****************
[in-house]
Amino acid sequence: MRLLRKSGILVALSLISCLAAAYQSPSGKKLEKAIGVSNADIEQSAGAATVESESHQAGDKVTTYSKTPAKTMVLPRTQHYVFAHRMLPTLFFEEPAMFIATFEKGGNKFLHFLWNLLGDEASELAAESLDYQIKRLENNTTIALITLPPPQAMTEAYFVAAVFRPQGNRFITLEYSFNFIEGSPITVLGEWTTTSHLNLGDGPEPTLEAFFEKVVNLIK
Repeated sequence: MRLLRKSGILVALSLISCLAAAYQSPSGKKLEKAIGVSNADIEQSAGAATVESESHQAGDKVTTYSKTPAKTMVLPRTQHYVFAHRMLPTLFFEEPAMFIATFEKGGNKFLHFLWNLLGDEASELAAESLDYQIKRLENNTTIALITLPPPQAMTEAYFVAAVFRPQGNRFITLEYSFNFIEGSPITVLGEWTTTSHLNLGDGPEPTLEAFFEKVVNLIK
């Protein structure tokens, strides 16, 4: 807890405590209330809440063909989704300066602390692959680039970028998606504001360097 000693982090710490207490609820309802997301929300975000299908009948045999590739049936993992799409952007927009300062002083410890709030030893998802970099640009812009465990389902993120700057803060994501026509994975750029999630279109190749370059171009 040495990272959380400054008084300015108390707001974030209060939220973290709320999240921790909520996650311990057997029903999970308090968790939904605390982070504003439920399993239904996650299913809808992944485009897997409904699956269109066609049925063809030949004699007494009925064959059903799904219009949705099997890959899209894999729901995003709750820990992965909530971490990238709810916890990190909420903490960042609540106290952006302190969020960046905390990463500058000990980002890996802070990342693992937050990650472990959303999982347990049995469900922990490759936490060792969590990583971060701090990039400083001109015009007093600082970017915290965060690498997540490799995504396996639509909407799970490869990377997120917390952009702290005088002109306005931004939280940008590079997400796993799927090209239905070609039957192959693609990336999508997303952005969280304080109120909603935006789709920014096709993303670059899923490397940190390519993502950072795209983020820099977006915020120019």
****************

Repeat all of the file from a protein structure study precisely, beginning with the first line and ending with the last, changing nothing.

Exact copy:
[in-house]
Amino acid sequence: MRLLRKSGILVALSLISCLAAAYQSPSGKKLEKAIGVSNADIEQSAGAATVESESHQAGDKVTTYSKTPAKTMVLPRTQHYVFAHRMLPTLFFEEPAMFIATFEKGGNKFLHFLWNLLGDEASELAAESLDYQIKRLENNTTIALITLPPPQAMTEAYFVAAVFRPQGNRFITLEYSFNFIEGSPITVLGEWTTTSHLNLGDGPEPTLEAFFEKVVNLIK
Repeated sequence: MRLLRKSGILVALSLISCLAAAYQSPSGKKLEKAIGVSNADIEQSAGAATVESESHQAGDKVTTYSKTPAKTMVLPRTQHYVFAHRMLPTLFFEEPAMFIATFEKGGNKFLHFLWNLLGDEASELAAESLDYQIKRLENNTTIALITLPPPQAMTEAYFVAAVFRPQGNRFITLEYSFNFIEGSPITVLGEWTTTSHLNLGDGPEPTLEAFFEKVVNLIK
């Protein structure tokens, strides 16, 4: 807890405590209330809440063909989704300066602390692959680039970028998606504001360097 000693982090710490207490609820309802997301929300975000299908009948045999590739049936993992799409952007927009300062002083410890709030030893998802970099640009812009465990389902993120700057803060994501026509994975750029999630279109190749370059171009 040495990272959380400054008084300015108390707001974030209060939220973290709320999240921790909520996650311990057997029903999970308090968790939904605390982070504003439920399993239904996650299913809808992944485009897997409904699956269109066609049925063809030949004699007494009925064959059903799904219009949705099997890959899209894999729901995003709750820990992965909530971490990238709810916890990190909420903490960042609540106290952006302190969020960046905390990463500058000990980002890996802070990342693992937050990650472990959303999982347990049995469900922990490759936490060792969590990583971060701090990039400083001109015009007093600082970017915290965060690498997540490799995504396996639509909407799970490869990377997120917390952009702290005088002109306005931004939280940008590079997400796993799927090209239905070609039957192959693609990336999508997303952005969280304080109120909603935006789709920014096709993303670059899923490397940190390519993502950072795209983020820099977006915020120019």